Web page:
Netherlands giant Philips Electronics has lobbed a grenade into the audio copy protection arena by insisting that that CDs including anti-copying technology should bear what is effectively a plague warning. They should in Philips' view clearly inform users that they are copy-protected, and they shouldn't use the "Compact Disc" logo because they are not, in Philips' considered view, proper compact discs at all.
The Philips move comes as the major record companies start to introduce copy-protection as quietly as they can. Unfortunate incidents such as Bertelsmann's Natalie Imbruglia lash-up have had the humorously opposite effect, widely publicising copy-protected CDs as poison packages to be avoided at all costs, and they've also clearly had an effect on Philips' thinking. As custodian of the standard, the company has decided it will oppose anything that will degrade it, and detract from the consumer's experience of it.
But we mustn't at this juncture run away with the notion that :Philips is going to fight a long-term heroic battle from the standpoint of the company that supports our MP3s. So far, it is opposing the copy protection technology because it is "troublesome and cumbersome," not because it thinks an audio free-for-all should be maintained (well, it wouldn't think that, would it?)
That probably means that Philips will act to impede the introduction of the flakier copy-protection mechanisms, but that as and when technology that doesn't break things is available, it may be open to cutting a deal with the record companies. Even that, however, is a serious set-back for the music industry's plans, because practically every test CD they're putting out now will have to be relabelled in some way.
The labelling itself will be an interesting issue. It's not clear that Philips could require protected CDs to be prominently labelled as such, and although it can force the removal of the logo, you'll note that this is generally on the CD itself, inside the packaging, so you're probably not going to get a prominent skull and crossbones to prompt you to pass on to the next rack in the store. Philips might however be able to argue that companies are "passing off" by selling something that consumers think is a CD, but isn't.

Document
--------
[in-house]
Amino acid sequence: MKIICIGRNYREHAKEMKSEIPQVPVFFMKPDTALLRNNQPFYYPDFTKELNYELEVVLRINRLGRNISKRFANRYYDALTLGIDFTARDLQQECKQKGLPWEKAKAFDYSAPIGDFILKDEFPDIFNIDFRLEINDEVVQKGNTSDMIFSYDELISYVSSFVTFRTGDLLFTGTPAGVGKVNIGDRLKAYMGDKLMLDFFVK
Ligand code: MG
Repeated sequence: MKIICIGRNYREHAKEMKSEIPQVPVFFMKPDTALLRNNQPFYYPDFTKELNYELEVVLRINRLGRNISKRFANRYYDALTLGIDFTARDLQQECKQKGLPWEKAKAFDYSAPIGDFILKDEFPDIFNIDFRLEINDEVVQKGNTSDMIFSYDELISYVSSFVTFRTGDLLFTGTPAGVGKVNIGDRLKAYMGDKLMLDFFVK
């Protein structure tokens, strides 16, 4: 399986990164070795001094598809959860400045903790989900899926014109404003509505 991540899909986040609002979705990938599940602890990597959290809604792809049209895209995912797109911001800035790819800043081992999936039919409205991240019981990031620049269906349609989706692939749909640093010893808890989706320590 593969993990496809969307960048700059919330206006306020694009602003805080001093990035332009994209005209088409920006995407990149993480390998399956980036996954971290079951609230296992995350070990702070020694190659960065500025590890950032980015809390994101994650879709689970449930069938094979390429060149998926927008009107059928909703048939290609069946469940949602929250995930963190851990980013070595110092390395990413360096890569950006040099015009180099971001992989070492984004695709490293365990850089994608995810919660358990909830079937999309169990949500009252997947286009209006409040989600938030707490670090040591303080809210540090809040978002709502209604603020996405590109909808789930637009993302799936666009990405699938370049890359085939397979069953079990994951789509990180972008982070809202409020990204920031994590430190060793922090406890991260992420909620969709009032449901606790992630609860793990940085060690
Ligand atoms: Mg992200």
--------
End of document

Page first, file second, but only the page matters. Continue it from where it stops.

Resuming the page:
Meanwhile, the second barrel of the Philips shotgun is CD burning. In a Reuters interview Gerry Wirtz, general manager of Philips' copyright office, said that the company would be building CD burners that can read and burn copy protected CDs. He argues that the protection system is not a protection system as such, but simply a mechanism for stopping the playback of music. This interesting claim allows him to contend that the protection systems are not covered by the Digital Millenium Copyright Act, and lays the ground for the mother of all sue-fests with the number of large and rich companies who are most certainly not going to agree with him. Tin hats all round. ®